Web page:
Parish of Farr

A historical perspective, drawn from the Ordnance Gazetteer of Scotland: A Survey of Scottish Topography, Statistical, Biographical and Historical, edited by Francis H. Groome and originally published in parts by Thomas C. Jack, Grange Publishing Works, Edinburgh between 1882 and 1885.

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1791-99: Farr
1834-45: Farr

Farr, a hamlet and a parish on the N coast of Sutherland. The hamlet, Bettyhill of Farr, lies at the head of Farr Bay, 9 furlongs E of the mouth of the river Naver, 30 miles W by S of Thurso, and 27 NNE of Altnaharrow; at it are an inn and a post office under Thurso, with money order, savings' bank, and telegraph departments.

The parish, containing also the hamlets of Altnaharrow, Armadale, and Strathy-, is bounded N by the North Sea, E by Reay and Kildonan, SE by Clyne, S by Rogart, SW by Lairg, and W by Durness and Tongue. Its utmost length, from NNE to SSW, is 32 miles; its breadth, from E to W, varies between 8 7/8 and 18¼ miles; and its area is 195,197 acres, of which 343 are foreshore and 6422½ water. The coast-line, 21½ miles long if one follows its ins and outs, but only 11 measured along a straight line, is indented from E to W by Strathy, Armadale, Kirtomy, and Farr Bays, and projects a prominent headland in Strathy Point (287 feet), lesser ones in Kirtomy Point (467), Farr Point (369), and Creag Ruadh (331). It is 'composed' says Mr Archibald Young, 'either of bold rocks from 20 to 200 feet high, against which the waves of the North Sca break with fearful violence, or of shallow sands, on which heavy surges are generally rolling. Yet, on all this extent of coast, there is nothing worthy of the name of a harbour; though at Kirtomy and Armadale, and in one or two creeks, boats may land in moderate weather. It is impossible to doubt that this want of harbour accommodation for fishing boats very much hinders the prosecution of the fishings of cod, ling, haddocks, and herrings, which abound off the coast, and that the establishment of a commodious and secure landing-place for boats would be a great boon to the district,' etc. (pp. 45-50, Sutherland, 1880). Inland, the surface is everywhere hilly or mountainous, from N to S attaining 553 feet at Naver Rock, 1728 at Beinn's Tomaine, 3154 at conical *Ben Clibrick, 2669 at the *NE shoulder of Ben Hee, and 2278 at *Creag nah Iolaire, where asterisks mark those summits that culminate on the confines of the parish. Loch Naver (6¼ miles x 4¼ furl.; 247 feet) lies towards the SW, and, whilst receiving the river of Mudale and other streams at its head, discharges from its foot the river Naver, winding 187/8 miles north-by-eastward to the sea. The Naver, ½ mile below its efflux from Loch Naver, is joined by the Malert, which itself flows 7 miles north-north-eastward out of Loch Coir' an Fhearna (31/8 miles x 3½ furl.; 570 feet), a lake that lies towards the southern extremity of Farr, and at its head communicates by a narrow channel with Loch a Bealaich (15/8 x ¼ mile). The eastern shore of Loch Loyal likewise belongs to Farr, and its effluent, the Borgie, above and below Borgie Bridge traces 27/8 miles of the boundary with Tongue; on the eastern border lies Loch nan Cuinne (3 x 1 mile; 392 feet), the westernmost of the Baden chain of lakes, so that the drainage partly belongs to the basin of Helmsdale river. Out of Loch Strathy (7 x 22/3 furl.; 646 feet) Strathy Water runs 14¼ miles north-by-eastward to Strathy Bay, and drains, with its affluents, the NE district of Farr, whose chief other stream is Armadale Water, running 5 miles north-byeastward to Armadale Bay, whilst of lakes beyond number one other only needs notice-Loch Meadie (15/8 x ¼ mile; 405 feet). The rocks on the seaboard are mainly Devonian, and granite and gneiss prevail throughout the interior. A whitish sandstone, capable of fine dressing by the chisel, has been quarried at Strathy; and near it is limestone, of first-rate manurial quality. Along Strathnaver, the finest strath perhaps in all the county, there is a considerable extent of good haugh land, a mixture of sand, gravel, and moss; and along the Strathy, too, there are here and there arable patches of fertile thin sandy soil. Sheep-farming, however, is the staple industry, the largest of several large sheep farms being Langdale, Rhifail, Clebrig, and Armadale. The scanty vestiges of Borve tower have been separately noticed; 'duns,' barrows, and standing stones make up the remaining antiquities. The Duke of Sutherland is sole proprietor. In the presbytery of Tongue and synod of Sutherland and Caithness, this parish is divided ecclesiastically into Farr and Strathy, the former a living worth £206. Its church, built in 1774, was restored in 1882; in the churchyard is a very early stone obelisk, sculptured with crosses and other emblems. Two public schools, Farr and Strathy, with respective accommodation for 125 and 99 children, had (1880) an average attendance of 45 and 34, and grants of£30, 14s. and £25, 8s. Valuation (1860) £5496, (1882) £10,390, 19s. 8d. Pop. (1801) 2408, (1831) 2073, (1861) 2103, (1871) 2019, (1881) 1930, of whom 1140 were in Farr q. s. parish, and 790 in that of Strathy.—Ord. Sur., shs. 114, 115, 108, 109, 1878-80.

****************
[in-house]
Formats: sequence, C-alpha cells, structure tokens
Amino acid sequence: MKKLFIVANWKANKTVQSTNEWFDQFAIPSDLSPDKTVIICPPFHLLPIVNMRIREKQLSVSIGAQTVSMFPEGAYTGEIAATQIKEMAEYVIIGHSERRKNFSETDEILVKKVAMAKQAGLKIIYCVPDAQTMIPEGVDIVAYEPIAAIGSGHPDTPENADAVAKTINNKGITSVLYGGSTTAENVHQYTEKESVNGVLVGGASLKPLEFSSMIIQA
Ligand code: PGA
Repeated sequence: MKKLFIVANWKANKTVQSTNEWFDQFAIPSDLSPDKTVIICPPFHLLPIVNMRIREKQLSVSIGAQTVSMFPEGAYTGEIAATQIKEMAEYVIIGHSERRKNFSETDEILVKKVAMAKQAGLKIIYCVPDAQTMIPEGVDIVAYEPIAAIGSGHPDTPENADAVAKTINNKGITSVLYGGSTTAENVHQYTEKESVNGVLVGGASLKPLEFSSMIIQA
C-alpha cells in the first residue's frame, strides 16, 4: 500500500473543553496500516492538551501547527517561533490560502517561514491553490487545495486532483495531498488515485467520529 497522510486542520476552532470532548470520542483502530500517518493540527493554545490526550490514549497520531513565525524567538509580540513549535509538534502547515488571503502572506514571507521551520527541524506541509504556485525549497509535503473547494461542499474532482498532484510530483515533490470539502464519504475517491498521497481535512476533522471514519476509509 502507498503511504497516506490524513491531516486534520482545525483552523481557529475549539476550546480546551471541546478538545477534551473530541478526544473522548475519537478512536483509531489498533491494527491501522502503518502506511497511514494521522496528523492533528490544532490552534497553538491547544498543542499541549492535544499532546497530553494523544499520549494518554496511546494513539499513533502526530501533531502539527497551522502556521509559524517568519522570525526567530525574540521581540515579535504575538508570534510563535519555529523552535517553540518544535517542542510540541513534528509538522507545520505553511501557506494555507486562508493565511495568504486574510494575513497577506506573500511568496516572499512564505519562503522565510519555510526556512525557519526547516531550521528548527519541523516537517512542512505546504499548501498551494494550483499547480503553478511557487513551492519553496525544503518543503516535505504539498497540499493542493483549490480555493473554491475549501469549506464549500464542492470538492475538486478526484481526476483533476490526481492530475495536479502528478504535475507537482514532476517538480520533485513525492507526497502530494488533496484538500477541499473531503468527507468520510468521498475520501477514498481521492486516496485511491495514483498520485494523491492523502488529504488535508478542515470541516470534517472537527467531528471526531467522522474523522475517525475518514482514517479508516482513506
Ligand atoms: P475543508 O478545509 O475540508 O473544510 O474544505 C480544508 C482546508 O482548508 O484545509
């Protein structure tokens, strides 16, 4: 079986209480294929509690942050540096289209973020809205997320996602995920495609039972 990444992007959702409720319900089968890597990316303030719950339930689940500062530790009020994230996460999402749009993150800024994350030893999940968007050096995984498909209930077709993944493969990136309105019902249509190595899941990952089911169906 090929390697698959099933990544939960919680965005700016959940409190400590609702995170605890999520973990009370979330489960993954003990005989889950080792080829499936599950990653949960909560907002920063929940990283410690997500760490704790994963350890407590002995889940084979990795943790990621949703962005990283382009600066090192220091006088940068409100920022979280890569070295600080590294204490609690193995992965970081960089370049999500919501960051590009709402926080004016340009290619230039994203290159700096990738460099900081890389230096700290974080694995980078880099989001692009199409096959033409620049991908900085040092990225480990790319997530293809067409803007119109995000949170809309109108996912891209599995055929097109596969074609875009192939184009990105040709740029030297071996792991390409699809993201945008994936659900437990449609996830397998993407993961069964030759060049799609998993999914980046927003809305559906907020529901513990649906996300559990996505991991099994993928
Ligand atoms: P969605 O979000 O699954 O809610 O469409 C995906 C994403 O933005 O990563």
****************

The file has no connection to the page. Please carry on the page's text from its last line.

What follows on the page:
An accompanying 19th C. Ordnance Survey map is available, or use the map tab to the right of this page.

Note: This text has been made available using a process of scanning and optical character recognition. Despite manual checking, some typographical errors may remain. Please remember this description dates from the 1880s; names may have changed, administrative divisions will certainly be different and there are known to be occasional errors of fact in the original text, which we have not corrected because we wish to maintain its integrity. This information is provided subject to our standard disclaimer

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